There’s no idle gossip in braille

A recent Medi­um arti­cle sug­gests that it does­n’t mat­ter whether Face­book is bro­ken up, or imple­ments rad­i­cal changes, or is replaced by a dif­fer­ent plat­form. The author, Col­in Hor­gan, says that it’s not nec­es­sary at all. He is part­ly right.

He’s right that we don’t need Face­book to fill the roles it does. He’s wrong when he says we don’t need those things at all.

On the one hand, all of the things that social media does are rather high in Maslow’s pyra­mid of needs. Need is a loaded word. We don’t need shel­ter, sex, or human con­tact the way we need air and water. Of course you don’t need to see pic­tures of your friends’ kids, but that’s one small part of hav­ing a social aspect to one’s life.

Col­in Hor­gan’s asser­tions can be inter­pret­ed to mean that although we do need those things we don’t need social media to pro­vide them. But that rais­es the ques­tion of what «social media» even is. Many of the things that Face­book and its ilk pro­vide require some form of media, espe­cial­ly if we’re going to cross a geo­graph­i­cal spans in our social life. Blogs, email, paper ‘zines, even phone calls and let­ter-writ­ing are all social media.

Medi­um, the pub­lish­ing plat­form the arti­cle appears on, is a social media site. Medi­um pro­mot­ed that arti­cle on Face­book and Twit­ter. It seems some­what disin­gen­u­ous to say some­thing one thinks is impor­tant enough to share over the inter­net with oth­er peo­ple while claim­ing that what oth­er peo­ple say on those sites is unnecessary.

It could be that plat­forms like Face­book give us some­thing we need but does so with such imme­di­a­cy and vol­ume that it becomes a prob­lem. One would­n’t gen­er­al­ly mail pic­tures of a plate of food through the Postal Ser­vice. The sig­nal to noise ratio is cer­tain­ly low­er on Face­book than near­ly any­where. But this is not new. As com­mu­ni­ca­tion gets eas­i­er and cheap­er it is used more, for more things.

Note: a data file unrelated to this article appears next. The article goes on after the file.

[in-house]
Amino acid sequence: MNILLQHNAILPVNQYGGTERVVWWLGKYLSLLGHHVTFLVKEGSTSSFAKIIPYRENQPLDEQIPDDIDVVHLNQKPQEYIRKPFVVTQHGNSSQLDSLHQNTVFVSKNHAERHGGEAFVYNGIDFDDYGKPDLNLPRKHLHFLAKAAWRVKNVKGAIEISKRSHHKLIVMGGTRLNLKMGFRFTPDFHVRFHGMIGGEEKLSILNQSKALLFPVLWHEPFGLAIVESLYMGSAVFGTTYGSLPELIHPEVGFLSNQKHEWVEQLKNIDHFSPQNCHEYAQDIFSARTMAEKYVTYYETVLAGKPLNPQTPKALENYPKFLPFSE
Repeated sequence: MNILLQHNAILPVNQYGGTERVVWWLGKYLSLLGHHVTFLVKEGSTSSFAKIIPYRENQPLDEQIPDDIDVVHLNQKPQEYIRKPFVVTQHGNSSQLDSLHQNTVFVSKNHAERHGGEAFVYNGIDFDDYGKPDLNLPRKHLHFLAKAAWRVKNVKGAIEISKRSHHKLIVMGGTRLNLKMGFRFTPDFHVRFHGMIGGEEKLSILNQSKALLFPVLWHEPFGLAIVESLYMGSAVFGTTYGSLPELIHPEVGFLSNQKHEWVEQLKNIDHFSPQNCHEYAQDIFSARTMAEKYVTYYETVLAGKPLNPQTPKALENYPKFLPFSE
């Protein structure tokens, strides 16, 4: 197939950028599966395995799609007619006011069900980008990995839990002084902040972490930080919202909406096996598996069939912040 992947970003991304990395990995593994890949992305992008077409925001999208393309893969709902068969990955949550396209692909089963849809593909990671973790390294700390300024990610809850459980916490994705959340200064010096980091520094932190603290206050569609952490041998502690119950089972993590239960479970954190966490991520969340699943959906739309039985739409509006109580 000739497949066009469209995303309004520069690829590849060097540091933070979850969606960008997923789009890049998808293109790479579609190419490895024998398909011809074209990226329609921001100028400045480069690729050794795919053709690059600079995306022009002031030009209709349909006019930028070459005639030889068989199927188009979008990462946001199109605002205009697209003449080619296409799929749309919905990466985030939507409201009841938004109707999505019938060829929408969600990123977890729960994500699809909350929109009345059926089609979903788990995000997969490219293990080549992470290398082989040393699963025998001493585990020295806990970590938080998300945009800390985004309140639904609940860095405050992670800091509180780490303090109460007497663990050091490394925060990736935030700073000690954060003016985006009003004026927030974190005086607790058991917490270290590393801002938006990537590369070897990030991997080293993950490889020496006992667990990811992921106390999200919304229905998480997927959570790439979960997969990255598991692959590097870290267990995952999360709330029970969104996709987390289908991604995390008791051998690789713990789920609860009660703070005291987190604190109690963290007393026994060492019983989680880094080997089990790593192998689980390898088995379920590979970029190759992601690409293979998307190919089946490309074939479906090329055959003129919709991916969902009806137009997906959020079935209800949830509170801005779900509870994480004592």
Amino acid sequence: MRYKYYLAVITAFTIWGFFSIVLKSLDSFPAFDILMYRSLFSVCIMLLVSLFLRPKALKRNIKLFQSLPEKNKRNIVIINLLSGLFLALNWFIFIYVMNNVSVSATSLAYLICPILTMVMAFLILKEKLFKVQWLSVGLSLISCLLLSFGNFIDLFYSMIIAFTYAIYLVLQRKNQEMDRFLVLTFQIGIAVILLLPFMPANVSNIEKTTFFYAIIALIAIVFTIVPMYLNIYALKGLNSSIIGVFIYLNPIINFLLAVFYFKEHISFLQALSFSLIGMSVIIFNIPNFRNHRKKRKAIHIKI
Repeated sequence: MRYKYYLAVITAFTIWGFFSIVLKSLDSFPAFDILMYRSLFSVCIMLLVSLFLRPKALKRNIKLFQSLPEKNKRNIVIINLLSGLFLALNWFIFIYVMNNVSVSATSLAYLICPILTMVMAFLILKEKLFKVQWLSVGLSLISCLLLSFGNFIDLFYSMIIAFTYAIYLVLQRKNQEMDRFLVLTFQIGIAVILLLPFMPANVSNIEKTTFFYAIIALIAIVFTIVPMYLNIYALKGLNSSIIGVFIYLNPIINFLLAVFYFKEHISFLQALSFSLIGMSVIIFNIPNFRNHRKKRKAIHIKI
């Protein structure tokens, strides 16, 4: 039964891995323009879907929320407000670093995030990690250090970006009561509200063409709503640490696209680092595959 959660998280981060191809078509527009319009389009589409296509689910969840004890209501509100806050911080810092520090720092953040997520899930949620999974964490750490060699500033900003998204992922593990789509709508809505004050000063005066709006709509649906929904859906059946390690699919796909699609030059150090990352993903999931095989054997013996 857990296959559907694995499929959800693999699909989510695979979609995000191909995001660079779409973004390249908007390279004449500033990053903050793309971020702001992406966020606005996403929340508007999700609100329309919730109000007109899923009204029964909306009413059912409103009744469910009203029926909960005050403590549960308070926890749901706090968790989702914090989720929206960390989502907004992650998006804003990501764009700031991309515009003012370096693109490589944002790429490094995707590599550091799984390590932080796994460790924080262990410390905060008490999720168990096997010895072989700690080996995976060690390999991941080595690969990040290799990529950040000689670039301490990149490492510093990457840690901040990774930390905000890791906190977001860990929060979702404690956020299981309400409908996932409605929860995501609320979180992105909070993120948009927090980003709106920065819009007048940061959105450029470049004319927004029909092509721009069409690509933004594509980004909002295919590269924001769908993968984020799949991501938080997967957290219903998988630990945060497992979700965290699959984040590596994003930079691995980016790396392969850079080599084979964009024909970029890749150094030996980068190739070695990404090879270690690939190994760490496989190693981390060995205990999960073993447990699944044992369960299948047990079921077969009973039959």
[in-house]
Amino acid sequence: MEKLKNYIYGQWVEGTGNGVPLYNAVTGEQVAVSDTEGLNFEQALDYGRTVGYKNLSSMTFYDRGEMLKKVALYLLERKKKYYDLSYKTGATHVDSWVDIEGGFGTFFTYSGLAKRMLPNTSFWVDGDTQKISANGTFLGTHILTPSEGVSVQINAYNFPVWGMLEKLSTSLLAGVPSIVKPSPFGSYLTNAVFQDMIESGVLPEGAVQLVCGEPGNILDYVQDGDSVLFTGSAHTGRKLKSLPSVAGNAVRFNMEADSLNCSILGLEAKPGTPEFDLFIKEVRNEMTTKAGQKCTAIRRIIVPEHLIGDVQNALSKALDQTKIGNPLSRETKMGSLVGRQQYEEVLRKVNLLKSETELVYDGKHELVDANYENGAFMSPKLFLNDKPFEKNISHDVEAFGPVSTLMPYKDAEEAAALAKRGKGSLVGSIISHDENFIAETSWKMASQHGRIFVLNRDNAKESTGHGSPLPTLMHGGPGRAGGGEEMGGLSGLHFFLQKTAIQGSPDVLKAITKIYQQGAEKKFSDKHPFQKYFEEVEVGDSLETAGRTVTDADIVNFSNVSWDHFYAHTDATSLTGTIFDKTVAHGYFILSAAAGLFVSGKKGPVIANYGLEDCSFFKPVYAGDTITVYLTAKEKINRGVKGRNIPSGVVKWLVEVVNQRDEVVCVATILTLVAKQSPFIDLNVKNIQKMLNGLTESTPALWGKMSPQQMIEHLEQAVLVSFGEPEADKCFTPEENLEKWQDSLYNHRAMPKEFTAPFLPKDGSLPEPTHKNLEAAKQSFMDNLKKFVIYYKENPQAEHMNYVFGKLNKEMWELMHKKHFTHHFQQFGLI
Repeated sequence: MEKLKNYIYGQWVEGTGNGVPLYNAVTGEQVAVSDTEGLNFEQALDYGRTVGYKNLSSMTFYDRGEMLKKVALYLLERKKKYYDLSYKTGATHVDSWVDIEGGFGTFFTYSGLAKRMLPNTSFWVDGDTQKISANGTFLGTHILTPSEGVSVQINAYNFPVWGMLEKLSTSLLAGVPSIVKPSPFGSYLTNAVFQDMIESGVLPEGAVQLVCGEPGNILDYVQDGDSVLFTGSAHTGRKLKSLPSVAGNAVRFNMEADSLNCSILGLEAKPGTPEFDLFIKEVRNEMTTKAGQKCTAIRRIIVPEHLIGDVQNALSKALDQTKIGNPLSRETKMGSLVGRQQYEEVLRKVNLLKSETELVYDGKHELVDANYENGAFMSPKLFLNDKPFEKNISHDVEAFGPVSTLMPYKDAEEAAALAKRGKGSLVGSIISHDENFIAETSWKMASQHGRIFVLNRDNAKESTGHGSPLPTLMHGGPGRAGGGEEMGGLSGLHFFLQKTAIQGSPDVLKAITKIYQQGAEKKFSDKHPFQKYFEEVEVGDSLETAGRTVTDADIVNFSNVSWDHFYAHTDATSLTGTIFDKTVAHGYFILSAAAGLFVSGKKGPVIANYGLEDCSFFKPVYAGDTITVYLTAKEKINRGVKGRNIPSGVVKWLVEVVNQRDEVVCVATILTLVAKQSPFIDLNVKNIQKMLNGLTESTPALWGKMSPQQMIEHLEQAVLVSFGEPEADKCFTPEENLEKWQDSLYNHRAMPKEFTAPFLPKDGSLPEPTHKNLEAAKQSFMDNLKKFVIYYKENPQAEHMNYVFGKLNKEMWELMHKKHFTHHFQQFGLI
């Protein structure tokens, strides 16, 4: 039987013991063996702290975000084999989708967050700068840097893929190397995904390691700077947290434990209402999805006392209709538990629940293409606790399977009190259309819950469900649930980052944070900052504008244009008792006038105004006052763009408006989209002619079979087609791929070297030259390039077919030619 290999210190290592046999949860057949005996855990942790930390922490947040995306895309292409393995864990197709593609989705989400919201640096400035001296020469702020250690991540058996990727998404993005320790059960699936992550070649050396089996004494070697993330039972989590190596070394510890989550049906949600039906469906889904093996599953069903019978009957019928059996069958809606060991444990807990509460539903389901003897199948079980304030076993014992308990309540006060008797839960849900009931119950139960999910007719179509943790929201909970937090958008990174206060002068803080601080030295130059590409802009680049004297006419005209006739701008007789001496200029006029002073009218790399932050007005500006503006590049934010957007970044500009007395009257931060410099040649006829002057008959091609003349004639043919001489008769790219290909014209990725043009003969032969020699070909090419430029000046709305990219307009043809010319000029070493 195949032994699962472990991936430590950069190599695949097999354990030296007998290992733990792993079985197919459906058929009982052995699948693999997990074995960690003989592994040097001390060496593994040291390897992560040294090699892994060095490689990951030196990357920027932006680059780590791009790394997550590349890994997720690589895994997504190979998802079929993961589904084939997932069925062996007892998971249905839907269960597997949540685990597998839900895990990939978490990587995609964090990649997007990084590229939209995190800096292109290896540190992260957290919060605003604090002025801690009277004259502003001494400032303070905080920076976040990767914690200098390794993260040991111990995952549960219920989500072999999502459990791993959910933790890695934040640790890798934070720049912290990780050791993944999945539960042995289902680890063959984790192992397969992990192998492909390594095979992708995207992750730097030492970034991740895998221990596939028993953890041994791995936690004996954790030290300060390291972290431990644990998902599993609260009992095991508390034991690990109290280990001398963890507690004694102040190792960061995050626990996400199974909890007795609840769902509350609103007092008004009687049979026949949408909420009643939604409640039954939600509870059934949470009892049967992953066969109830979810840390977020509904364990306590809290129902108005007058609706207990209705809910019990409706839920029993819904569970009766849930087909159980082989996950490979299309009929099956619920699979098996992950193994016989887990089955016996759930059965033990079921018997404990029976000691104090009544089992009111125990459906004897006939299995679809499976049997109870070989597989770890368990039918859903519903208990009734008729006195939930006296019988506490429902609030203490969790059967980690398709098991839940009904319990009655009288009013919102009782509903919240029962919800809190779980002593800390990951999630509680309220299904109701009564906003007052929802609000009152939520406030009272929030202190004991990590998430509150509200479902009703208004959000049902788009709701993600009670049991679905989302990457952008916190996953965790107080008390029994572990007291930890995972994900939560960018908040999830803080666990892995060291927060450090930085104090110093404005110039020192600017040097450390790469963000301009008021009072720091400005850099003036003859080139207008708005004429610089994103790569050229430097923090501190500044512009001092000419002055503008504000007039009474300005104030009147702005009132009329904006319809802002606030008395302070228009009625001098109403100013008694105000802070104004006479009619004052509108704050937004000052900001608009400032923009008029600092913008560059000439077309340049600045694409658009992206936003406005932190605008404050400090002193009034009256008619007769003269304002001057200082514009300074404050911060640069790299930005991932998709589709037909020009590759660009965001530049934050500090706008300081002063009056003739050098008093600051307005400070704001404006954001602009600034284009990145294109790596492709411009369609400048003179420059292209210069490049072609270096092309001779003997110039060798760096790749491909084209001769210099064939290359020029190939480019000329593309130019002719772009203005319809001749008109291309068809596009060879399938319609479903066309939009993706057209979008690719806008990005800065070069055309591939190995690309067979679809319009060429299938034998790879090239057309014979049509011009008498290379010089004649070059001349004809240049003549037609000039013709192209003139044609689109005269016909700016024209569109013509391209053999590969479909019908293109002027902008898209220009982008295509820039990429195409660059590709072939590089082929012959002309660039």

I log on to Face­book two or three times a month, usu­al­ly when some­one tells me that I’ve missed some­thing that they sent me. I’ve tired of the self-right­eous bick­er­ing that I admit I’ve been a part of. But a cou­ple of weeks ago I arrived at my week­ly med­i­ta­tion group to find the doors locked and the lights off. The can­cel­la­tion was announced on the Face­book group. Had I checked Face­book first it could have saved me an hour of dri­ving and a half hour of wait­ing on the side­walk. Avoid­ing Face­book means I do miss out on impor­tant things.

This has become true of email as well. There’s so lit­tle of any import that arrives in my email inbox that I often don’t check it. I try to look a few times each day but some­times it’s a few days in between check­ing email.

There­fore the prob­lem is not that these plat­forms exist or that our abil­i­ty to com­mu­ni­cate comes so cheap, but that we don’t have many good ways to fil­ter what we need to see from what we don’t. It’s not even that Face­book does a ter­ri­ble job of it (although it does). Every time Face­book or Twit­ter tweaks their news­feeds to present more rel­e­vant infor­ma­tion to us, the com­plaints are deaf­en­ing. We don’t want Face­book telling us what we should see; we want to see it all.

Curat­ing con­tent is not auto­mat­ic, and it’s not free. I don’t have sug­ges­tions here about how this prob­lem can be addressed and it should­n’t be ignored. We should be try­ing to find bet­ter ways to talk to one anoth­er and bet­ter ways to share our opin­ions. We don’t yet have the answers. Maybe Face­book and Twit­ter should be aban­doned, and if your def­i­n­i­tion of «Social Media» is as nar­row as to only include Face­book and Twit­ter per­haps it’s fine to say that social media ought be aban­doned. But it’s not that sim­ple. More broad­ly defined, social media pro­vides us with impor­tant ser­vices that can make our lives bet­ter and eas­i­er and more ful­filled. We owe it to our­selves to try to make it work better.

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